Nuachtlitir Ghaelchultúir spoke to Orla McMorrow, Dublin City Council’s Irish Language Development Officer, to find out why the Council is so taken with the Certificate in Professional Irish, and how the course has affected the attitude towards the language in the Council.
Why did you decide to hold TGG courses in the City Council?
Well, the main reason was in order to improve the Irish language speaking skills of the staff members. In recent years we had certainly been fulfilling our legislative requirements with regard to the written language, but we noticed that there was a weakness in relation to providing oral services. As staff numbers overall had been reduced in the past number of years there was a corresponding reduction in the number of people who were fluent enough to provide services through Irish.
We had held various courses over the years but the reason we were particularly drawn to the TGG was because they were recognised courses and had QQI accreditation. When people complete the TGG, we can be sure that they have attained a certain standard of Irish and, as a result, we can be sure of their ability to deal with the public through the language.
When we began offering the TGG two years ago we had sixteen people who were capable of providing services through Irish. Two years later, we now have 50 on the same list. Perhaps this illustrates why we are so taken with the TGG. At this stage we have run six TGG courses and our seventh course will be starting in October.
Why do you think that courses have proved so popular with Council employees?
Again, the courses are accredited and of course that’s a motivation for learners, but it’s also about developing confidence. Participants are more confident in their ability to speak Irish after completing the courses and that’s very important. Regardless of how many courses you do, it takes courage and confidence to be able to deal with customers through Irish. Many participants have done the Level 4 course and have then asked to do Level 5; that shows that they are prepared to spend time on the courses and see them as beneficial and worth doing.
On top of that, positive feedback from the participants is filtering back to other staff members. There’s always lots of banter and craic around the classes; people hear their colleagues speaking about them in the canteen and saying things like “I have to go - I haven’t got my homework done!” That helps create a positive attitude around the whole thing.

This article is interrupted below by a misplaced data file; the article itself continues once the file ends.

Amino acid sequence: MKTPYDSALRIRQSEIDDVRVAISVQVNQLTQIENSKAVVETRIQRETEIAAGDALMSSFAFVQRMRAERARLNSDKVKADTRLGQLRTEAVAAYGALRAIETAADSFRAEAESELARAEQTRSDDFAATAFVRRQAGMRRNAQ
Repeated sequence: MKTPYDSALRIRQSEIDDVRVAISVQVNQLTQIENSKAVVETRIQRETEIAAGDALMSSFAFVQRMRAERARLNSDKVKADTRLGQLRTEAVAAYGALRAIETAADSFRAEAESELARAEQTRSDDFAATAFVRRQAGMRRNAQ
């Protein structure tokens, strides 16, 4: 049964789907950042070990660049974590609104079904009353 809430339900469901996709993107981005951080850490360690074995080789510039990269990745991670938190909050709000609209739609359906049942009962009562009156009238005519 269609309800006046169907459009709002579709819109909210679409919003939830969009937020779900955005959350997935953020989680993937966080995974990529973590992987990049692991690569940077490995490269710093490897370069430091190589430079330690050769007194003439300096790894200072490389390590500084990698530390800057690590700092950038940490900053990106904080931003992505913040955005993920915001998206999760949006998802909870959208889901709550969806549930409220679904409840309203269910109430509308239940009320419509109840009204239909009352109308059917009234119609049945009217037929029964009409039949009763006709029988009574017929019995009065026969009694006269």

Tell us about “Labhair Liom”, an initiative to help promote the Irish language in Dublin City Council.
It’s basically a cord for the swipe card that staff members wear around their necks. We have a blue-collared one with the words “Labhair liom” clearly visible on it. It’s worn by people who wish to signal to others that they speak Irish and that they’re happy to converse with them, on their way to the canteen, as they go to lunch or whatever the situation. It’s completely voluntary, there’s no pressure to wear the cord and it doesn’t place any onus on the wearer to work through Irish or anything like that – it’s just a good way to start conversations in Irish and increase the speaking opportunities in the Council.
We have noticed that TGG participants often feel inspired to wear the cord around their necks. It’s having a positive effect – people notice others speaking Irish together and it shows that people are happy to use the amount of Irish they have.
We also set up a conversation circle some time ago. It takes place on a Tuesday morning between 10.00am and 11.00am and we call it “Caife is Comhrá”. We advertise it on the intranet and all staff members are invited, regardless of their level of Irish. It gives those who have attained a particular level the opportunity to build on that or at least to maintain it. Sometimes conversation circles are discontinued due to lack of interest but because we regularly hold TGG courses new people often come along and so the thing is kept going.
Do you think that the attitude towards the Irish language has changed in any way in Dublin City Council since TGG courses were introduced?
In general I feel that there is a normalisation happening with regard to the language. It’s accepted now that people seek services through Irish and that there are people there to provide those services. Because of the TGG, people have the confidence to provide those services. Even among those who don’t speak the language, there is less apprehension than in previous times when queries come in through Irish, as they know that support is available now.
Over the last two years I feel that on the whole goodwill towards Irish has greatly increased and there is a positive attitude being fostered towards the language in the City Council offices. I suppose that’s due to a large extent to people hearing the language being spoken more often around the building. In our office, for example, which is open-plan, people are by now used to hearing the people from the Irish Language Development Unit speaking Irish all the time. I hope that will extend to all offices in time!
The Certificate in Professional Irish will begin again in Gaelchultúr in Dublin on 25 September 2017, but in-house courses can be run in any organisation around the country at any time. If you would like to get more information about the Certificate in Professional Irish, about the different course delivery options available or if you would like to schedule a free assessment for yourself or for other members of staff in your organisation (regardless of where you are in the country), please visit www.gaelchultur.com, call Michelle Seoighe, Gaelchultúr’s Business Development Manager, on (01) 484 5225 or send an email to firstname.lastname@example.org.